That leap of faith

“I’ve learned that making a living is not the same thing as making a life. I’ve learned that sometimes life gives you a second chance. I’ve learned that you shouldn’t go through life with a catcher’s mitt on both hands; you need to be able to throw some things back.” — Maya Angelou

I believe that when life presents you with the same scenario twice, it is giving you a chance to do things differently, and perhaps to do things right, this time around. A second chance is like a miracle in disguise. An answered prayer that God hands to you so that you can improve your life, or change it around.

Having lived over five decades now, a hop and a skip away from the sixth decade in fact, I can say that everything in my life has been better the second time around. Second chances are gifts from above, that teach you patience, wisdom, forgiveness, humility and courage. It’s hard not to be kind, and more forgiving when you have been given so much grace. And because these second chances have been given to us, we must pay it forward and give it to others as well.

Psychologist, professor and lead investigator of the Rochester Adult Longitudinal Study, Dr. Susan Krausse Whitbourne, writes about four reasons why we must forgive and offer second chances.

First, Krausse says that you feel happier when you forgive someone else. In 2016, 42,000 participants from 30 countries were asked about the value of forgiveness in their own lives. “The cross-national study supported what research on individuals has shown, and suggests that being magnanimous pays off in terms of your own emotional benefits.”

PHOTOGRAPH COURTESY OF pexels/ nataliya-vaitkevich
YOU feel happier when you forgive someone else.

The second reason is that people can change. Although, on some rare occasions, they do not. Krausse says that people can learn from their mistakes — and when you give them a second chance, you allow them to demonstrate this.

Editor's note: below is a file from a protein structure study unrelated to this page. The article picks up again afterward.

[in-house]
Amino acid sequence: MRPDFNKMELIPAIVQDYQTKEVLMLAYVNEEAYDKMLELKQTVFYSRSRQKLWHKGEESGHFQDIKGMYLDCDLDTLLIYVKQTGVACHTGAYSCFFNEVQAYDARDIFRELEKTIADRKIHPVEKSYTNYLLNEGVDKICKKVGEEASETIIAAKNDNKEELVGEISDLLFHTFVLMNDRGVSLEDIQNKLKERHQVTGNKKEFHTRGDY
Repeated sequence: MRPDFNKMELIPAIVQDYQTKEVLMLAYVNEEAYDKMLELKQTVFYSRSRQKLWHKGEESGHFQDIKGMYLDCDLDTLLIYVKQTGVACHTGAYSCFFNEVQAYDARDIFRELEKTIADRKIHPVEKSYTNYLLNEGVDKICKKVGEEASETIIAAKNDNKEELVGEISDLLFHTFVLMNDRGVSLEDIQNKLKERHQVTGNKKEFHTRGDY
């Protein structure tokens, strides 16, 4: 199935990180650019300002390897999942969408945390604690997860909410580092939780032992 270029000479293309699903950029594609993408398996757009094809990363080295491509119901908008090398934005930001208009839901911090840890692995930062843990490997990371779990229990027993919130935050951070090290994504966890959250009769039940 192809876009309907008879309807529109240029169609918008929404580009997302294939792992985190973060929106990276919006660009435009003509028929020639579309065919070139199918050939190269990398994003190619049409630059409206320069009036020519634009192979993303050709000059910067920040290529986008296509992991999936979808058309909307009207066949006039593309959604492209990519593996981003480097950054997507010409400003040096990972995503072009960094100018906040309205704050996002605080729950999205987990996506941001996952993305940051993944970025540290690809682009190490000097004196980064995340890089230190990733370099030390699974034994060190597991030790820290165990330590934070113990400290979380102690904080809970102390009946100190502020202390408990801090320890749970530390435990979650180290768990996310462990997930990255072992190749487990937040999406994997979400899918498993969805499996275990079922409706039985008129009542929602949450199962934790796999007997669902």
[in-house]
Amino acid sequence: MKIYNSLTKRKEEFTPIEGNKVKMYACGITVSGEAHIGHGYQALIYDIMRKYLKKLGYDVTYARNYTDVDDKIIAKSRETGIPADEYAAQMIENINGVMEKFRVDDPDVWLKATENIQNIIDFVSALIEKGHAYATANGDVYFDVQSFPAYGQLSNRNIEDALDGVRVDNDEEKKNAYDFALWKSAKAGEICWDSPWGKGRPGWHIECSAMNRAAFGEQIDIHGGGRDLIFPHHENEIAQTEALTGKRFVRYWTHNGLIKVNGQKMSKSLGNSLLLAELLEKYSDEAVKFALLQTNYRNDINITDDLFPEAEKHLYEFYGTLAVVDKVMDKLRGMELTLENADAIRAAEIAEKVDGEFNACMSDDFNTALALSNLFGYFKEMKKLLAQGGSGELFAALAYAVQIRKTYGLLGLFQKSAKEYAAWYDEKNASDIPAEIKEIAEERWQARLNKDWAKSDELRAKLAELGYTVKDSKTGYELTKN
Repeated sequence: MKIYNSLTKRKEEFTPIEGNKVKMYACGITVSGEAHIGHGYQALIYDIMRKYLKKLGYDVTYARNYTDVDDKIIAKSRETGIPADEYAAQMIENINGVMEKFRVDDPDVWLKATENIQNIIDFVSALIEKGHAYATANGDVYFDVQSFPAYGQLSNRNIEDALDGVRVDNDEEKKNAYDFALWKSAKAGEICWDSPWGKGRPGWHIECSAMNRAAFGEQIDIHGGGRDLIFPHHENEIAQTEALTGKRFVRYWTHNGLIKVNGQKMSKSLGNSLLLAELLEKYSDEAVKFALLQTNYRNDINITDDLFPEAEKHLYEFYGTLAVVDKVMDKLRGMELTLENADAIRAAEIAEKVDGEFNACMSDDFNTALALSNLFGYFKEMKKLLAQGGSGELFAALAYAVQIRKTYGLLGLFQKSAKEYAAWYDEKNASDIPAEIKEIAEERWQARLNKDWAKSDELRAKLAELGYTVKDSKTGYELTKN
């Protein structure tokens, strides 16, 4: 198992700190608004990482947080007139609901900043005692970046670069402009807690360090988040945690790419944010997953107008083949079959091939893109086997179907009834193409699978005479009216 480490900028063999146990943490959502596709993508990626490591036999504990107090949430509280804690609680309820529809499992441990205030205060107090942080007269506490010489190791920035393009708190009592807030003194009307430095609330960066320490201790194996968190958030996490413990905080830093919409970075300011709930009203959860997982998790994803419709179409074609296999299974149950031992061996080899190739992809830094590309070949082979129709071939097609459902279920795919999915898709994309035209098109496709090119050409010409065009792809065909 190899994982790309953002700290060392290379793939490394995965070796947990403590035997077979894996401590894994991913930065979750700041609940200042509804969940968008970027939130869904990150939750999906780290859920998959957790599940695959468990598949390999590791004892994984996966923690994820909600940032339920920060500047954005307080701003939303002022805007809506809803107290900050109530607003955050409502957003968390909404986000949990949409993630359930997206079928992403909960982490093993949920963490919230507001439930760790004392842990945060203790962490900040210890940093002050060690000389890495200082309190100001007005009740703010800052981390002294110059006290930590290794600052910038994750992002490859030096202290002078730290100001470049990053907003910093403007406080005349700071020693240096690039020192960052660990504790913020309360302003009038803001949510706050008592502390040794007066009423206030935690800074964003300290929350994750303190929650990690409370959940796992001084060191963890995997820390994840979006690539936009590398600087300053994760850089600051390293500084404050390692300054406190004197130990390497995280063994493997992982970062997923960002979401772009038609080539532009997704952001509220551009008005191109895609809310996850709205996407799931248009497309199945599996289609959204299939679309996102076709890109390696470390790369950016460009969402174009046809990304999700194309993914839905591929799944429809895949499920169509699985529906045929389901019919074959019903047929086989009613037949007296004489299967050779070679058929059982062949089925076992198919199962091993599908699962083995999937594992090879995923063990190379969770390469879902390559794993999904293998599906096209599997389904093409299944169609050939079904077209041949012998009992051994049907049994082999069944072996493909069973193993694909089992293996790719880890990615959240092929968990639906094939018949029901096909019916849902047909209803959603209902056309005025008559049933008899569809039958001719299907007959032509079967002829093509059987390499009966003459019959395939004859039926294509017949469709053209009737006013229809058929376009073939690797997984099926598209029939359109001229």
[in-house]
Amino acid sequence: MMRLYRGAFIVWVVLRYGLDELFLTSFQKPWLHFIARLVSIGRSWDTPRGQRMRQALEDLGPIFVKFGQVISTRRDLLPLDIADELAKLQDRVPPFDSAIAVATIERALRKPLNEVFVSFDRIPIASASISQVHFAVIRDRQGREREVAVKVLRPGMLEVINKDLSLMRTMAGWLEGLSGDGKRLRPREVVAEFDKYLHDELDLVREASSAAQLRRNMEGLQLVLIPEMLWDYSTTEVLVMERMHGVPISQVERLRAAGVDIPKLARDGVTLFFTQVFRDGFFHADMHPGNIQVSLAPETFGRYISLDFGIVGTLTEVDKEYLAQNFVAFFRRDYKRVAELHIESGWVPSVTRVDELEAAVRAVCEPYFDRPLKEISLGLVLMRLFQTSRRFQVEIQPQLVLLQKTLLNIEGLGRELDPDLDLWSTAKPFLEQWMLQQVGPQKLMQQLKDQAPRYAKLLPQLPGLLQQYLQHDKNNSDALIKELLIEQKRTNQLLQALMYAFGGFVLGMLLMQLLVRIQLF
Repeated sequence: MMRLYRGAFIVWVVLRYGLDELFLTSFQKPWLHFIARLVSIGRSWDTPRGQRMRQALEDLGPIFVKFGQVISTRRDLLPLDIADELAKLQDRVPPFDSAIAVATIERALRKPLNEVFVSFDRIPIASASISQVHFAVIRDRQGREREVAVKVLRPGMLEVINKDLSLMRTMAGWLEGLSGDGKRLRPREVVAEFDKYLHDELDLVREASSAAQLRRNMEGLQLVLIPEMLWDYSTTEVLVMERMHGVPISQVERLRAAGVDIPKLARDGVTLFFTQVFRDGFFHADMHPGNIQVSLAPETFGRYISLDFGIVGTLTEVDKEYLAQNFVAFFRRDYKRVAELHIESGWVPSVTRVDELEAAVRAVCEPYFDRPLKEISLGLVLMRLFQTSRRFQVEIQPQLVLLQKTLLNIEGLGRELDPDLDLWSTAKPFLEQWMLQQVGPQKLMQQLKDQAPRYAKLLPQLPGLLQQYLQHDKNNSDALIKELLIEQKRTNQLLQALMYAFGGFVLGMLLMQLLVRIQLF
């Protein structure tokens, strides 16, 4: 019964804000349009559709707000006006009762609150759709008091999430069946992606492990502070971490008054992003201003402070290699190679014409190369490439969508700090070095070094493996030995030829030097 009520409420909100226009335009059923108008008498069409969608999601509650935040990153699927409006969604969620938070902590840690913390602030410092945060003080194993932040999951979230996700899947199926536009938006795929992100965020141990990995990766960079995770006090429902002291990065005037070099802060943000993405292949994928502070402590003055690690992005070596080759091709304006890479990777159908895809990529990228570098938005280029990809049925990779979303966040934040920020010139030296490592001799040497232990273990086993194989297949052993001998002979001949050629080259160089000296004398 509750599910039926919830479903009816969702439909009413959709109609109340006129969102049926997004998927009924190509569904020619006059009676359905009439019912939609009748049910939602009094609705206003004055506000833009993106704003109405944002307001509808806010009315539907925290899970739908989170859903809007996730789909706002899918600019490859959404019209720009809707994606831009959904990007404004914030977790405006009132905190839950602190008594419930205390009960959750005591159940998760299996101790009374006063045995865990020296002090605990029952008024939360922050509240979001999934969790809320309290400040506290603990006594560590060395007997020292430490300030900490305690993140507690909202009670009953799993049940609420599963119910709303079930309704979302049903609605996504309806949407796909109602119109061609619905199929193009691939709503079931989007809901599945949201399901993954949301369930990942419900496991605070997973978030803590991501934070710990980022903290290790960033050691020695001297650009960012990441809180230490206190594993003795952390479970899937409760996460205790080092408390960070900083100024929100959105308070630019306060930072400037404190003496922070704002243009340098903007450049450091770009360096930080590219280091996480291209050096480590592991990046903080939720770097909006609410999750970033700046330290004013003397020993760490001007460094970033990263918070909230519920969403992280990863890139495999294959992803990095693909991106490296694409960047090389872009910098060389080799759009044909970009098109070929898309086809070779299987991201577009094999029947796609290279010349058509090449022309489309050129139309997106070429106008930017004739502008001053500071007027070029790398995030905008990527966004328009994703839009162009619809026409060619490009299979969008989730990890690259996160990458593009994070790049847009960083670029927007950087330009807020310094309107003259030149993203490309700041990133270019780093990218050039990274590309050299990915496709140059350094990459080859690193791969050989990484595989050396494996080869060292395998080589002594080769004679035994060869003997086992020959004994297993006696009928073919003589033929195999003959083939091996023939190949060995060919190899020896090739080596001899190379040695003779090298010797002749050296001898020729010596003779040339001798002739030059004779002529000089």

Third, for people who show that they want to change, genuinely that is. It’s practical and saves emotional energy.

Lastly, Krausse says we also want people to treat us the same way. “Turn the tables and imagine that it’s you who needs the second chance. Wouldn’t you feel better if you were given an opportunity to try again? Whether it’s the car you’ve been hired to fix or the relationship that took a turn for the worse due to your own mistakes, it’s nice to know that someone is willing to give you a chance to redeem yourself.”

The second chance we give ourselves, induces us to listen to an inner voice that tells us what to do. The second chances we take cause us to move away from cultural conditioning and towards our real selves.

Second chances are born out of hardship. The emotional payoffs can be enormous but they’re not for the fainthearted. You have to cross a bridge of anxiety, ride out moments of self-doubt, and be willing to be unreasonable.

Second chances are non-negotiable leaps of faith.

For 14 years, I wrote a weekly column for another newspaper. I will always be grateful for that season. The column became a casualty of the pandemic. Almost two years to the month when my previous column was axed, this paper offered me a new home.

In many ways now, I’m living my second chance. I want you to reassure you no matter where you are in life, you can take hold of yours too. I look forward to sharing stories about second acts, and second chances here every Saturday. Together, in this space, let’s make it happen.

I would love to hear from you. Write me at [email protected]

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